Vancouver Pride Society board members say they’ve been able to step back from running events on a day-to-day basis thanks to the hire of two new managers earlier this year.
“I’m really happy to be able to say that in 2016, this was the first year that we’ve gone completely through Pride season where the board has been able to fulfill its governing responsibilities, exclusive from its operating responsibilities,” co-chair Alan Jernigan told the VPS’ annual general meeting on Nov 19, 2016.
Events director Andrea Arnot and managing director Kieran Burgess, who were both hired in March 2016, outlined how the VPS is focusing its efforts on event management and community engagement.
“Part of this strategy looks at us to outsource things that perhaps aren’t our strong suits,” Burgess told the 16 members in attendance.
“The most obvious one we did this year was getting rid of the Pride Guide from an in-house publication to working with the Westender,” he said, noting the move helped the VPS “free up some of our resources to focus on things we do best.”
The VPS has also reduced the number of events it produces.
“Last year’s strategy planning meeting, they looked at events that perhaps weren’t making a lot of progress, or weren’t really important to the community, or were running at a massive debt,” Burgess said.
“We looked at what programs weren’t that important to people, and looked at which programs really needed to be maintained, and kind of whittled it down to a focused calendar of events that really were our core events.”
Burgess tells Daily Xtra the VPS focused on the following events in 2016: the Pride parade and festival, the Terry Wallace memorial breakfast, the Davie Street Party, the Pride Run, Walk and Picnic, East Side Pride, and the Legacy Awards.
Events cut from the VPS roster included Laugh Out and the Heat Pride Kickoff T-Dance. The VPS also played a more supportive role in events such as the Youth Dance.
The VPS has been consulting with the community since Pride, Arnot noted.
“Moving outwards, we’re committed to engaging with the public. In particular, marginalized groups or people who feel they are not represented at Pride,” she said. “People who might not come to Pride events anymore. “
The VPS is running an online survey, and held an invitation-only community consultation in October and plans to hold another in January.
“We will be doing individualized meetings with marginalized groups and people throughout the rest of the season, until we get too busy, which is probably around the end of March,” Arnot said. “We’ll roll all of that into a report, which we will make public about what our plan is, and what our priorities are, for 2017 season and the changes that we would like to make.”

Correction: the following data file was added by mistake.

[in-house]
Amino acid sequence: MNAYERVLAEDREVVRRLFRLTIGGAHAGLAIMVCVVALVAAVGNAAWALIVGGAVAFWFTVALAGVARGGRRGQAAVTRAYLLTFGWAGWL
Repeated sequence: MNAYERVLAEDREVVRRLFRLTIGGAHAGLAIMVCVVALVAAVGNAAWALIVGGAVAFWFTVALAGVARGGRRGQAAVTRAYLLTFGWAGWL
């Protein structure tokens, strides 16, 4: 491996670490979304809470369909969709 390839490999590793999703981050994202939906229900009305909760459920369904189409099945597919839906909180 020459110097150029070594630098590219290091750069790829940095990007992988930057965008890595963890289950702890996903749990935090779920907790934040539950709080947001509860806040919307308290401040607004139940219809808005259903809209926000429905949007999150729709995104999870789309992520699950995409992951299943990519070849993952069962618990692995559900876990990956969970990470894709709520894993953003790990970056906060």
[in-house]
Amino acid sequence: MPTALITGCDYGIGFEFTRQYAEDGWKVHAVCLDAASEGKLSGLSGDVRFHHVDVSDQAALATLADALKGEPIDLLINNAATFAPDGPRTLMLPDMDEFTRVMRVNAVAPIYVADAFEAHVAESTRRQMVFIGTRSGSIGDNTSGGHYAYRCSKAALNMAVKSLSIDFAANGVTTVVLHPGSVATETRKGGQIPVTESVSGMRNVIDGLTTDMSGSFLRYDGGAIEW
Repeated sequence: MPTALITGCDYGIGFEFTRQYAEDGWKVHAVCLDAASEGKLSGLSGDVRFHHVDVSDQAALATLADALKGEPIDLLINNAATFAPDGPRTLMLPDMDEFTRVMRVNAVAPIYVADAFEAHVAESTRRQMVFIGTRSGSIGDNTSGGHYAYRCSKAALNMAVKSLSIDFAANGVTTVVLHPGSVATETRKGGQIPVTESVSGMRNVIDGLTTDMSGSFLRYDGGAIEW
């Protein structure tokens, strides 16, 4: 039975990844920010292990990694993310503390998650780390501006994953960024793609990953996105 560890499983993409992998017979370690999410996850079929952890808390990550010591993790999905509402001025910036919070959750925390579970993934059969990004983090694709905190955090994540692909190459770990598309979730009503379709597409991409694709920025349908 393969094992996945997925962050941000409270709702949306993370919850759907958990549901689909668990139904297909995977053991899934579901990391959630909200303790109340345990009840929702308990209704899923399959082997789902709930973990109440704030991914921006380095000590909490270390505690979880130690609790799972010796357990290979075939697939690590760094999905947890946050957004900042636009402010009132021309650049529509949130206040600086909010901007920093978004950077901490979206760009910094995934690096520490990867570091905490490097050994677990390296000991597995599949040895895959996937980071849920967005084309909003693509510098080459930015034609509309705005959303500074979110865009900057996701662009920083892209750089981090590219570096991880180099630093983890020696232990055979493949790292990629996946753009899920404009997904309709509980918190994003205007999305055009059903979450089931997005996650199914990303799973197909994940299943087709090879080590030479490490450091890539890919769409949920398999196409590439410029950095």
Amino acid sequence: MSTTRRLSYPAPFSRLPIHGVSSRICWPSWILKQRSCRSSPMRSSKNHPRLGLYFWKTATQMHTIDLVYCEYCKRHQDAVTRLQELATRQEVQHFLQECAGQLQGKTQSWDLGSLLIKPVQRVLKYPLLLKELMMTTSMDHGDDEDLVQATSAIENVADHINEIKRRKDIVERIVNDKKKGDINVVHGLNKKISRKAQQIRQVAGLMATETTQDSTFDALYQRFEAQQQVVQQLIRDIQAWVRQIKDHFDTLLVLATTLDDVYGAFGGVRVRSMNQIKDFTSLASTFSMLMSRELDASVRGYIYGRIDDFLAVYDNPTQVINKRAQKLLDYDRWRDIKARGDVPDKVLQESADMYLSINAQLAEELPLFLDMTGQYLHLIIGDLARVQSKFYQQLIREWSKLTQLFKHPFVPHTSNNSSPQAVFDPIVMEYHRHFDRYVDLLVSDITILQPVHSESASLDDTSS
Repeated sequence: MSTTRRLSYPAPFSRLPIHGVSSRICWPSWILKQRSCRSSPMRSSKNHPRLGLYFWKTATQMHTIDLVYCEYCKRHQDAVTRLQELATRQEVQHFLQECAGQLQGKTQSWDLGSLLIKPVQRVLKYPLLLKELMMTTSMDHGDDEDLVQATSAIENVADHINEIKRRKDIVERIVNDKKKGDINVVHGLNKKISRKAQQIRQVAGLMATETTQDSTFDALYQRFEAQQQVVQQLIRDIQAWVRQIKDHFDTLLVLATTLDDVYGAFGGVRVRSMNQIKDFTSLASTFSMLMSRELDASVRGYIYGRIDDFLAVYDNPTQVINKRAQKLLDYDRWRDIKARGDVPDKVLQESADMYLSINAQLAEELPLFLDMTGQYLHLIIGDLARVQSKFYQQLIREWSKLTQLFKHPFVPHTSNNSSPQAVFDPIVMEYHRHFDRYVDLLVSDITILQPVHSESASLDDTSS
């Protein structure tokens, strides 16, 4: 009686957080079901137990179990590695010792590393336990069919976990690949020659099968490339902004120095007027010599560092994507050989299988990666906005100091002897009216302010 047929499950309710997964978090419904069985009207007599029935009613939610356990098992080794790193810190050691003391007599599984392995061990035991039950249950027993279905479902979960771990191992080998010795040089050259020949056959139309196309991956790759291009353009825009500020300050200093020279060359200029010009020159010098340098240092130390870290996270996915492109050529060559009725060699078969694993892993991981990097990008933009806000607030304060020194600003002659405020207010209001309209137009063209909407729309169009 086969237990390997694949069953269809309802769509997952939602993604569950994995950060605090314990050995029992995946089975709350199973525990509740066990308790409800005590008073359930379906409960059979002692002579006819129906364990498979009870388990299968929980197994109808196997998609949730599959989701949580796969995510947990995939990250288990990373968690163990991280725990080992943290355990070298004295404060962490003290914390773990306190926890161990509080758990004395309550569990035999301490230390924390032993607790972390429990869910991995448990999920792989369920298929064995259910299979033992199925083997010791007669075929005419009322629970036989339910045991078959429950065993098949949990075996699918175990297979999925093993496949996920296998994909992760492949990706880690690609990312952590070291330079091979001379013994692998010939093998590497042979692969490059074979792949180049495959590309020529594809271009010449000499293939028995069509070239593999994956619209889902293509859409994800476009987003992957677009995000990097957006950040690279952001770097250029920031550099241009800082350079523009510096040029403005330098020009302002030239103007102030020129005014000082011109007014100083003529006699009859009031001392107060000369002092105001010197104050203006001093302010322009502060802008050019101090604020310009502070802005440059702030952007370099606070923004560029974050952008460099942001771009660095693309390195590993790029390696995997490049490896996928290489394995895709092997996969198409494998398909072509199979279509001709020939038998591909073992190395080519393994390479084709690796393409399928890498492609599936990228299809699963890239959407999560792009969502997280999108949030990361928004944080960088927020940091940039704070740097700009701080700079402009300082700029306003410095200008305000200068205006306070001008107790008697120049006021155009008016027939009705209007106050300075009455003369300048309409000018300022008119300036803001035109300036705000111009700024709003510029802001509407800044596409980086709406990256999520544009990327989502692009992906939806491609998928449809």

The VPS has established a dialogue with Black Lives Matter Vancouver, Jernigan told the meeting.
“That’s a process that is still undergoing and will never stop,” he said. “The process of engaging with Black Lives Matter specifically, but also other groups that represent marginalized community members within the queer community in Vancouver — that will never stop and there’s no goal post at the end of that process.”
VPS co-chair Charmaine de Silva discussed the success of the Trans Equality Now (TEN) campaign, launched in 2015, which urged all parade participants, politicians and the general public to support the rights of transgender and gender-variant Canadians.
“I think so many people were happy when the provincial government finally decided that it was going to put human rights legislation forward that protected everybody in our community,” de Silva said.
“I really believe that that wouldn’t have happened without the pressure that was put on by this organization with the TEN pledge and the commitment we had that this parade wasn’t going to be where people could be gay-friendly for a day and come out and wave a flag and work actively to make sure that members of our community didn’t have the rights that they needed and deserve.”
Overall, the VPS ended the 2016 fiscal year with an operational surplus of $50,354, compared to a loss of $46,429 in 2015, and $73,865 in the bank.
In 2015, the VPS ended the year with $124,773 in the bank. But the VPS saw an increase in event revenue overall in 2016, which climbed by almost $40,000, from $472,340 in 2015 to $511,627 in 2016.
Executives staying on for another term include de Silva and Jernigan as co-chairs, John Whistler as secretary and Darius Burbidge as treasurer. Directors Bruce Antecol, Michelle Fortin and Rhawnie Vallins will also stay on for a second season, and directors Azza Rojbi and Nicola Spurling were re-elected to begin a new two-year term.